Blessed be the hands that captured them,” Khaled Mashaal, head of Hamas’s political bureau, told Al Jazeera on Monday, referring to those who kidnapped the three boys Naftali Fraenkel, Gil-Ad Shaer and Eyal Yifrah.
“I can neither affirm nor deny Hamas’s involvement but I bless those who did it because it is a moral obligation to free prisoners from Israeli jails,” he said.
Mashaal meant that the three teenage boys could be used as a bargaining chip in a prisoner swap with Israel, like the one performed in 2011 in which 1,027 Palestinian terrorists were released in exchange for IDF soldier Gilad Schalit.
Much is being made of the fact that Hamas has not taken responsibility for the kidnapping and that it has agreed to a unity government with Fatah – even though none of the ministers are Hamas members.
Some are even arguing that due to geopolitical pressures on Hamas, particularly from Egypt’s new regime led by Abdul Fatah al-Sisi, the terrorist organization will be forced to moderate its positions vis-à-vis Israel.
For instance, Dr. Khalil Shikaki, director of the Palestinian Center for Policy and Survey Research in Ramallah, argued in an interview with The Jerusalem Post this week that the Sisi regime’s crackdown on the Muslim Brotherhood and on Hamas, along with the loss of its support from Iran, might force Hamas to fundamentally alter its positions even on central issues such as peace with Israel.
Another factor that deeply influenced Hamas, argued Shikaki, was the willingness of the short-lived Muslim Brotherhood government led by Mohamed Morsi to recognize Israel, respect the Camp David accords and maintain military coordination.
“The Muslim Brotherhood’s behavior must have registered with the Hamas,” Shikaki said. “If the brothers in Egypt flipped their position it means they see relations with Israel as a political rather than a religious issue that can be decided on pragmatic grounds.”
But “moderate” does not properly describe Hamas’s behavior. Israel’s security forces are certain that the terrorist group is responsible for the kidnapping of the three teenagers whether or not Hamas thugs are willing to admit it.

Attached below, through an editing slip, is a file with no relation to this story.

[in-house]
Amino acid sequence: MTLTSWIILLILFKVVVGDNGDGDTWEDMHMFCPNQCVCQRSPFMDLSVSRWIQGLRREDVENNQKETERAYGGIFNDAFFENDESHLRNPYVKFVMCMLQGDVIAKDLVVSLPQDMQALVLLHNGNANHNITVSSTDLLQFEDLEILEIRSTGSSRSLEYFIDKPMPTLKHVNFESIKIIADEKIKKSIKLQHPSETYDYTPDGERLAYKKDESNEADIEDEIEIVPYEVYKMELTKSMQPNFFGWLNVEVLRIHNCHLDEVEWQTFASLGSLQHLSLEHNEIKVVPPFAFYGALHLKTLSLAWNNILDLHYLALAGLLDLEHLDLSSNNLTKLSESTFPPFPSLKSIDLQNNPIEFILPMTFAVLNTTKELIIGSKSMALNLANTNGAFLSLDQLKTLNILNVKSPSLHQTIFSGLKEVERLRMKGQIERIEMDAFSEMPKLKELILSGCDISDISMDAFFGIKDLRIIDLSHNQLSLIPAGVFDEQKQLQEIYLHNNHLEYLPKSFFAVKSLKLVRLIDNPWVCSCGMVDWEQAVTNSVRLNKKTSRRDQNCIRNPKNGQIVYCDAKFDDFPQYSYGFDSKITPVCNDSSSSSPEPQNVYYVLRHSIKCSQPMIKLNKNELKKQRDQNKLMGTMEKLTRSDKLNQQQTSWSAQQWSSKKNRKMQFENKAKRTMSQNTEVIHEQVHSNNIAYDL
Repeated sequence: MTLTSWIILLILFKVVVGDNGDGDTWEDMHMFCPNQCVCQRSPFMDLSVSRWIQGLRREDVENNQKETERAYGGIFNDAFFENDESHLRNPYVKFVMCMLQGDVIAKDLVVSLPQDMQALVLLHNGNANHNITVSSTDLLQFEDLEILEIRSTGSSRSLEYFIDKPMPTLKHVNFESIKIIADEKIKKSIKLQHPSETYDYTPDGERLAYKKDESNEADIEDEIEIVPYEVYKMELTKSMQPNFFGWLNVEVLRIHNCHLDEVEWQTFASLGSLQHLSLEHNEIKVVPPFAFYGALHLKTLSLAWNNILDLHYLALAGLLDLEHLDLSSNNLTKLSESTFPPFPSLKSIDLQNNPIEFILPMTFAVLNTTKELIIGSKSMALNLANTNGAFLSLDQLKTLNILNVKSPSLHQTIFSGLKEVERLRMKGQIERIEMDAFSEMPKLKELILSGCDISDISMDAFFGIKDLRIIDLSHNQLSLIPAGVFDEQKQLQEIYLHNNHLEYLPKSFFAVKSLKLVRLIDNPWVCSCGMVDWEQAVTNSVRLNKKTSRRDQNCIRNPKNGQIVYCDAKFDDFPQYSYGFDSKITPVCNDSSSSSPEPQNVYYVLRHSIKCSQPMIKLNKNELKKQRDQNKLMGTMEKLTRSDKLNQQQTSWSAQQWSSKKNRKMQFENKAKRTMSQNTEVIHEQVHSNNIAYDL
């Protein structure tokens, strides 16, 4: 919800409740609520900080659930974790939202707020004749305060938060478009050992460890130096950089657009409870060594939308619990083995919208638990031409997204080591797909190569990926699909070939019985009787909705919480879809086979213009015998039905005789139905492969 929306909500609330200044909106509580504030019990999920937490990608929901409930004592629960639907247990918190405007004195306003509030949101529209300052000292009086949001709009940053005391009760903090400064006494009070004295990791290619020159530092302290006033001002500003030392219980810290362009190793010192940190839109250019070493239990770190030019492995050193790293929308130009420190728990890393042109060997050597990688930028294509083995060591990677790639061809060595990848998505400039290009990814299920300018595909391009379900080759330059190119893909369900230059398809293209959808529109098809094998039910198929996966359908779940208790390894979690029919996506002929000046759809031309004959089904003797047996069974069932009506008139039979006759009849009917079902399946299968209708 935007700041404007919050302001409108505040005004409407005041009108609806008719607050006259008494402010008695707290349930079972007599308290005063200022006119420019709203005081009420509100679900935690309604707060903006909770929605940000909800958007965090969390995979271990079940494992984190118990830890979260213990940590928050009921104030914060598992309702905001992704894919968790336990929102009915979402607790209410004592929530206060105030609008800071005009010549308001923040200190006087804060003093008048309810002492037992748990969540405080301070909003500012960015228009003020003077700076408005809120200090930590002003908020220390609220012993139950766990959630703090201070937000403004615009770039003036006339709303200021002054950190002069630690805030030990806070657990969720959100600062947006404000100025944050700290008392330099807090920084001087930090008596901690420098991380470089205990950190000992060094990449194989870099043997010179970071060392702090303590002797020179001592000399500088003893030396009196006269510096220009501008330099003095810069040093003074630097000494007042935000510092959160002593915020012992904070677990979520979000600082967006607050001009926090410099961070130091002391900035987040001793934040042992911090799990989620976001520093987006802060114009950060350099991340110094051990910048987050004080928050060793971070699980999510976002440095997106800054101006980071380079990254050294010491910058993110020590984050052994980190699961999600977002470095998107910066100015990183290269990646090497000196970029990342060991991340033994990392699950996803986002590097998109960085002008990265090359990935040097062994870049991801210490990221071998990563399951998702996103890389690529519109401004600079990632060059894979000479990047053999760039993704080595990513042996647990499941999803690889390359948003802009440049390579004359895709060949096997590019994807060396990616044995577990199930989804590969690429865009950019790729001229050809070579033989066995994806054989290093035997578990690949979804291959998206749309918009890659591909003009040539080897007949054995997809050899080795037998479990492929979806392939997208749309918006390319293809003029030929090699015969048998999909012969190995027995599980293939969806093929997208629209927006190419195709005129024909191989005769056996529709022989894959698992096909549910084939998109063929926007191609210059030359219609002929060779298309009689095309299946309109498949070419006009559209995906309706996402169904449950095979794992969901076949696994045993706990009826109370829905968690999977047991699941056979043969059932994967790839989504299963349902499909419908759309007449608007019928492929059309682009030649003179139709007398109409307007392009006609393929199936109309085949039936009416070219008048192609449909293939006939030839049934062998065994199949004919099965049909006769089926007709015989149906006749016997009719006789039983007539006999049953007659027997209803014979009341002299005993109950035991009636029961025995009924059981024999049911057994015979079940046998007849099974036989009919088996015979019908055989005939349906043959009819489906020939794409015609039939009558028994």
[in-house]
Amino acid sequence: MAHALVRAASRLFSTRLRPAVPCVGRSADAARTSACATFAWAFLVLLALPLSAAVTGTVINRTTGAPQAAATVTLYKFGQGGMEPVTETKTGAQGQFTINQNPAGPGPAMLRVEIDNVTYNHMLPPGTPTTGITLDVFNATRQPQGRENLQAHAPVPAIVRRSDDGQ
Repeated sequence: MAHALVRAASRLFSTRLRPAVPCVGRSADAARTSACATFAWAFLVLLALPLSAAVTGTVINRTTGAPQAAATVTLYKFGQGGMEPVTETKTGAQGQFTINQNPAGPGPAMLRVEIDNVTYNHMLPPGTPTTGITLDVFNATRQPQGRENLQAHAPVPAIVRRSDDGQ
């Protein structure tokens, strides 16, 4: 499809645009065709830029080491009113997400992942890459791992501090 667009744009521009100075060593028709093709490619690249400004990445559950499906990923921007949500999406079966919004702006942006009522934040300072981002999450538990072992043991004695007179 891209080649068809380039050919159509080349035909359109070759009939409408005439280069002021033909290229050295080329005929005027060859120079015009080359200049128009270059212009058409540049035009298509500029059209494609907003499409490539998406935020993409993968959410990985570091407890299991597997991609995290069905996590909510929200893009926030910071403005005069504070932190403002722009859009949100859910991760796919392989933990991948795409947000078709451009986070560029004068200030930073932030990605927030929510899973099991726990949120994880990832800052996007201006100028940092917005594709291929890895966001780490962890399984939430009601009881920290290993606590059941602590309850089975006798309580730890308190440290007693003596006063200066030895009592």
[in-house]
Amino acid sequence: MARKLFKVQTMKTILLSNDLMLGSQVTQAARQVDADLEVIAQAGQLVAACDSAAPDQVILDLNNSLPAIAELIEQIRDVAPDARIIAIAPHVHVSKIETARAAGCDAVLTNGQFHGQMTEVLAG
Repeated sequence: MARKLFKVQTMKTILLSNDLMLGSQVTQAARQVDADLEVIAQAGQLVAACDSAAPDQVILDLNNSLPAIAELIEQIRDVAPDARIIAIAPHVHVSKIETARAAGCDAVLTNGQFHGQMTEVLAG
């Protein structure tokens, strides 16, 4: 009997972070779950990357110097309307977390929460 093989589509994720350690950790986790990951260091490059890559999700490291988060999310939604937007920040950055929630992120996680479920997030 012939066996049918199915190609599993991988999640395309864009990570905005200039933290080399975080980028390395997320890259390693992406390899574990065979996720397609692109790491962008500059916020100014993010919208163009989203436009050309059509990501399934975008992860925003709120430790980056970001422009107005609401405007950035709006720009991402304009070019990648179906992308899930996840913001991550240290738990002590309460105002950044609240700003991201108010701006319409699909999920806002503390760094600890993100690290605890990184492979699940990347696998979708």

It’s not just that the IDF has circumstantial evidence to this effect, said Lt. Col. Peter Lerner, head of the IDF Spokesman’s Office. It is not just that Hamas has made dozens of foiled attempts over the past year to kidnap Israelis or that senior Hamas officials have declared this to be a goal of Hamas. Prime Minister Binyamin Netanyahu declared Hamas responsible based on concrete evidence.
The IDF’s Operation Brother’s Keeper has targeted Hamas’s infrastructure in the West Bank, which includes arms smuggling, money transfers and recruitment bodies, Lerner said.
Now the IDF has publicized that Ziad Awawde, 42, a Hamas terrorist jailed by Israel in 1993 for murdering Palestinians suspected of collaborating with Israel and released in the Schalit deal, is the one who murdered Deputy Maj.-Gen. Baruch Mizrahi. Awawde was arrested over a month ago for shooting Mizrahi as he drove with his wife Hadas and four of their five children to Hebron on Passover eve.
If the reconciliation agreement with Fatah is a testament to Hamas’s moderation, as Shikaki and others claim, this testament is deteriorating quickly.
For the first time since the signing of the agreement with Fatah, a senior Hamas official has spoken out against reconciliation. Mohamed Nazzal blamed the Palestinian Authority security forces for “joining the occupation in the war against the resistance,” as the Post’s Palestinian Affairs correspondent Khaled Abu Toameh reported Tuesday.
Nor is there any proof that the reconciliation agreement is a sign that Hamas is becoming more moderate.
Hamas probably saw the deal as an opportunity to expand its influence from Gaza into the West Bank.
Now that PA forces are coordinating with the IDF to break up Hamas’s infrastructure in the West Bank, there is little reason for Hamas to maintain the unity deal.
Hamas might be under pressure from Sisi’s antagonistic, anti-Islamist regime in Egypt, it might be hurting after losing its Iranian funding, but the terrorist organization shows no signs of moderation.
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